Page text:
Dunn v. State, 1171S319

Citation293 N.E.2d 32,260 Ind. 142
Decision Date06 March 1973
Docket NumberNo. 1171S319,1171S319
PartiesJames W. DUNN, Appellant, v. STATE of Indiana, Appellee.
CourtSupreme Court of Indiana

Michael J. McDaniel, Donald R. Forrest, New Albany, for appellant.

Theodore L. Sendak, Atty. Gen., John McArdle, Deputy Atty. Gen., for appellee.

ARTERBURN, Chief Justice.

Defendant-Appellant, James W. Dunn, was charged by indictment with first degree murder in the death of Morris Willhite. He was found guilty after trial by jury in the Circuit Court of Floyd County and received a sentence of life imprisonment.

In seeking a reversal of his conviction, Appellant maintains inter alia, that the jury's verdict was not sustained by sufficient evidence. When reviewing the sufficiency of the evidence, this Court will neither weigh the evidence nor determine the credibility of witnesses. Lee v. State (1972), Ind., 286 N.E.2d 840; Wardlaw v State (1972), Ind., 286 N.E.2d 649; Capps v. State (1972), Ind., 282 N.E.2d 833; Gunn v. State (1972), Ind., 281 N.E.2d 484. Only that evidence most favorable to the Appellee and all reasonable inferences to be drawn therefrom will be considered. Id. If there is substantial evidence of probative value sufficient to establish every material element of the crime beyond a reasonable doubt, the verdict will not be disturbed. Id. A brief chronological review of only that evidence favorable to the State reveals the following facts.

On Tuesday, November 3, 1970, Appellant borrowed a .22 caliber rifle from Jack Joe Lynch, a neighbor and co- worker. The weapon could be operated only as a single shot rifle since its ammunition clip was missing.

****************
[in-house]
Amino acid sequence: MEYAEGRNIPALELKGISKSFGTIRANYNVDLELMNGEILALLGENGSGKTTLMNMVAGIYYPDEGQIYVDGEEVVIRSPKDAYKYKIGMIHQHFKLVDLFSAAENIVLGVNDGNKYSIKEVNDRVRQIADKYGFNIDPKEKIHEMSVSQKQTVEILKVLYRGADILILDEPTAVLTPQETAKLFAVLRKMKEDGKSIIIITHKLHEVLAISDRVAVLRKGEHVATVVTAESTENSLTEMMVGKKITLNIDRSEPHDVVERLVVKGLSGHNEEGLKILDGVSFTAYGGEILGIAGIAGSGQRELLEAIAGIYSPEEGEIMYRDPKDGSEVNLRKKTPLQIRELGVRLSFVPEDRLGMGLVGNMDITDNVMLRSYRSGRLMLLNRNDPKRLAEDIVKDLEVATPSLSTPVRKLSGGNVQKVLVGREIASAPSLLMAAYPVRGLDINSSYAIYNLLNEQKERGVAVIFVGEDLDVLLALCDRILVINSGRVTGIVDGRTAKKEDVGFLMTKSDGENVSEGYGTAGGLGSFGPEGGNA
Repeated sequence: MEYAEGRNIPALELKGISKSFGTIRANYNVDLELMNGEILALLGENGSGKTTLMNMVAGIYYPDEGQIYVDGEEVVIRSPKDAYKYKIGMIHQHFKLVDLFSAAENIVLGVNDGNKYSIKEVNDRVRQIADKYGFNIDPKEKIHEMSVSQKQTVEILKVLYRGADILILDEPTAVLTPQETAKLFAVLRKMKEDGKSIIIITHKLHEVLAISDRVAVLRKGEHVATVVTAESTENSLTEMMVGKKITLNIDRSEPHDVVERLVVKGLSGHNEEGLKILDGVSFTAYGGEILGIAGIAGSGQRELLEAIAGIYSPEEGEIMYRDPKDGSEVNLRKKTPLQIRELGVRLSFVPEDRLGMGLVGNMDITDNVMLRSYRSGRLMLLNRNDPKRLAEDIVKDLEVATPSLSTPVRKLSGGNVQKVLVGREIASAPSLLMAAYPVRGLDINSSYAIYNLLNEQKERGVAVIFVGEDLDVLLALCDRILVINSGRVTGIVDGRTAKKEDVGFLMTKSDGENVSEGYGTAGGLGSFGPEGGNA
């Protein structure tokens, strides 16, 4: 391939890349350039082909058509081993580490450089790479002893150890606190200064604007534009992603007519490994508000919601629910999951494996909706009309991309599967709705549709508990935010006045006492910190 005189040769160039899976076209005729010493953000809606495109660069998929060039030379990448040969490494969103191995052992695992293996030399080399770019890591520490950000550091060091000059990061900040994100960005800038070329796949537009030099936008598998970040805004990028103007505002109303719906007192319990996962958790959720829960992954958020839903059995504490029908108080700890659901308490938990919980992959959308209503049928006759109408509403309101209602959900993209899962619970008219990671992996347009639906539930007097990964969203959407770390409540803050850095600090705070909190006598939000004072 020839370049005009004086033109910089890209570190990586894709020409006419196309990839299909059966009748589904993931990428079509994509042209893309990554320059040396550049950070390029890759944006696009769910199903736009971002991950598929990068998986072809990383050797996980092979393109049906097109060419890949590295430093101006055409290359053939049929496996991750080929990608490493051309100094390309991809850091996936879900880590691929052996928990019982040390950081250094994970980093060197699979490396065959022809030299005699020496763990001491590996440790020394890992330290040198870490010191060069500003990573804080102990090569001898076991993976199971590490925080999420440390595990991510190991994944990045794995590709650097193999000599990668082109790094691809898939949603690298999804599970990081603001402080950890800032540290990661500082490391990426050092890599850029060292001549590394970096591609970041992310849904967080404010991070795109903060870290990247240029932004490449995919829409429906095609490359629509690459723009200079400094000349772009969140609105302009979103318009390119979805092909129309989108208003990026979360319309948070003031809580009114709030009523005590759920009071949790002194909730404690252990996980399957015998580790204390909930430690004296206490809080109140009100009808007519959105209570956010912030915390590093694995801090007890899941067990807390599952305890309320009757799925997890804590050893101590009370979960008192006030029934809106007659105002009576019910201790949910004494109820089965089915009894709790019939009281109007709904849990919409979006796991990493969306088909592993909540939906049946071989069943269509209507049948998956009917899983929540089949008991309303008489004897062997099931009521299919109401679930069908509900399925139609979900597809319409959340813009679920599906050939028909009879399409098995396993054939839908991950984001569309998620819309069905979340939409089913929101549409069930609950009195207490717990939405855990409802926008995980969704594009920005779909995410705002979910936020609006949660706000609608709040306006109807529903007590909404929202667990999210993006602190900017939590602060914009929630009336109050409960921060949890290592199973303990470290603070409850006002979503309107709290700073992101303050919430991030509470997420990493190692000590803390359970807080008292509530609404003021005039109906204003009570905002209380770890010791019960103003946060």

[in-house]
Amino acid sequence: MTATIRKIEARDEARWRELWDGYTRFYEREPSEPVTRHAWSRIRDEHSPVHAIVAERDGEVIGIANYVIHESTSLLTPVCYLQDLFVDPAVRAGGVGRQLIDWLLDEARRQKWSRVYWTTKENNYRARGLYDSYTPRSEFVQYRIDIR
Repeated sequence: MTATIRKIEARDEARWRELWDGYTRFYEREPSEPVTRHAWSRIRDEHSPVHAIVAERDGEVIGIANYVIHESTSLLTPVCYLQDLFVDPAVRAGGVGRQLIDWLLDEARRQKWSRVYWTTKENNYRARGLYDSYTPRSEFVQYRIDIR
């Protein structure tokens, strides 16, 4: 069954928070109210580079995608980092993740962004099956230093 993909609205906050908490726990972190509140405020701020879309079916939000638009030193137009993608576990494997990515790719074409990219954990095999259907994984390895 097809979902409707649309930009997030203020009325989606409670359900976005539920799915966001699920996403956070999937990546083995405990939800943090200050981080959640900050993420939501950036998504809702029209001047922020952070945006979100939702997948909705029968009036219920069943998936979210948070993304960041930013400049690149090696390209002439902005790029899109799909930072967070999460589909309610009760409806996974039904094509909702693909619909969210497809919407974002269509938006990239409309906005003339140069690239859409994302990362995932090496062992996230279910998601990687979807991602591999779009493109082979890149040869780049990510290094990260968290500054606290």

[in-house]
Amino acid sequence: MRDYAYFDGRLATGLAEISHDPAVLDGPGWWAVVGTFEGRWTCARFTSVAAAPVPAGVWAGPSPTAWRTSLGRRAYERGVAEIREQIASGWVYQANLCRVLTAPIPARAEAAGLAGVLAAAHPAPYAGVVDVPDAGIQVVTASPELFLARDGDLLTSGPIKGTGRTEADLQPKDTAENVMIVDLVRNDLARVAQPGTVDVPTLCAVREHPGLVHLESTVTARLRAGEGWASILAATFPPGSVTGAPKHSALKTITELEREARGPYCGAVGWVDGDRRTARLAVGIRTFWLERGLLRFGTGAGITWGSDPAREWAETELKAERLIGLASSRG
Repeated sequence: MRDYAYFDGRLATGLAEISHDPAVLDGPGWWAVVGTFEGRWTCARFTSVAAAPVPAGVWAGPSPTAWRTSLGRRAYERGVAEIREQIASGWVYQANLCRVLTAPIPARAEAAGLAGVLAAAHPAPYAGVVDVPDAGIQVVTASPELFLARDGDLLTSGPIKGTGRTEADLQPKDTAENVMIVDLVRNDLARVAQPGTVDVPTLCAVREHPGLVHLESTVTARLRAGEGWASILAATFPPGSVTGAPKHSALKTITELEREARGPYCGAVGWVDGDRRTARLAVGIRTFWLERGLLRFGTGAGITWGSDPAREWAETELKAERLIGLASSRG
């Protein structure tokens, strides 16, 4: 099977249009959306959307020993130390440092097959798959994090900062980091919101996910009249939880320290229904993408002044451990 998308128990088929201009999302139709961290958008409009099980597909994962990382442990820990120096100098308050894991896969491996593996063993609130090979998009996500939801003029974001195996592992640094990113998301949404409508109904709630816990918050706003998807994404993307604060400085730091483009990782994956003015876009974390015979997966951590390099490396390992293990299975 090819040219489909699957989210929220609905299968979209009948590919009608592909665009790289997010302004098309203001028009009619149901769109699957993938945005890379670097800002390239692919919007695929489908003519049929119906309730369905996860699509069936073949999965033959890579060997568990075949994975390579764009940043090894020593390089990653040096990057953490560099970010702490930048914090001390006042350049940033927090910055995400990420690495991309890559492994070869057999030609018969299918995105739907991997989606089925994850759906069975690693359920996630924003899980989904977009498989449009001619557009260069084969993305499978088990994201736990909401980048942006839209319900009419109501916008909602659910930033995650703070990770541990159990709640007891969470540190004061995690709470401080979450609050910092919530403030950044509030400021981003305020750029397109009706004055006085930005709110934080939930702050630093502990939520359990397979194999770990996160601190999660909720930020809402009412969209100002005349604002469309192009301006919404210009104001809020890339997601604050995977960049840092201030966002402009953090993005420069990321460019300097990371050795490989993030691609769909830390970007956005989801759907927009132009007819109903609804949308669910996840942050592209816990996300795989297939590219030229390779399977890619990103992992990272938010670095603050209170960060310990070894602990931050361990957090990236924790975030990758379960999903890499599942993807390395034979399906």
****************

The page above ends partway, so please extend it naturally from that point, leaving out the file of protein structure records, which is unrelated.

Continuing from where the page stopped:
On Thursday, November 5, 1970, the deceased, Morris Willhite, failed to return from one of his customary walks in the Silver Creek area near his home in Floyd County. Late that same afternoon, Appellant gave his wife $21, claiming that it was earnings from a job; however, Appellant was, in fact, unemployed at that time.

On Friday, November 6, 1970, Edward Cassady, who was fishing on Muskrat Creek in the Silver Creek area near Clarksville, Indiana, engaged in a conversation with a man who identified himself as James Dunn. Cassady testified that Dunn left the area where he was fishing but returned 10 to 15 minutes later, armed with a small caliber rifle, and demanded Cassady's billfold. When Cassady refused to turn over his billfold, he was attacked by Dunn who began beating him about the face and head with the rifle butt. Despite the fact that he ultimately suffered both a fractured skull and a bullet wound in the head, Cassady never lost consciousness and testified that he felt his billfold being removed from his pocket.

At approximately the same time that Cassady was being attacked and robbed, the deceased's wife, brother, sister-in-law and niece were driving along the backwaters of the Ohio River in the Silver Creek area in search of Willhite who then had been missing for one day. They testified that they observed from their moving automobile, at a distance of 60 feet, a man, subsequently identified by them as Appellant, standing over another man (presumably Cassady) who was lying upon the ground. The man who was standing appeared to be holding a rifle. Although the deceased's niece testified that she stated, at the time she observed this scene, that she thought that the man who was standing may have shot the other man, the deceased's relatives proceeded without stopping and did not notify the police of what they had seen until several days later when someone at the funderal home mentioned the attack upon Edward Cassady.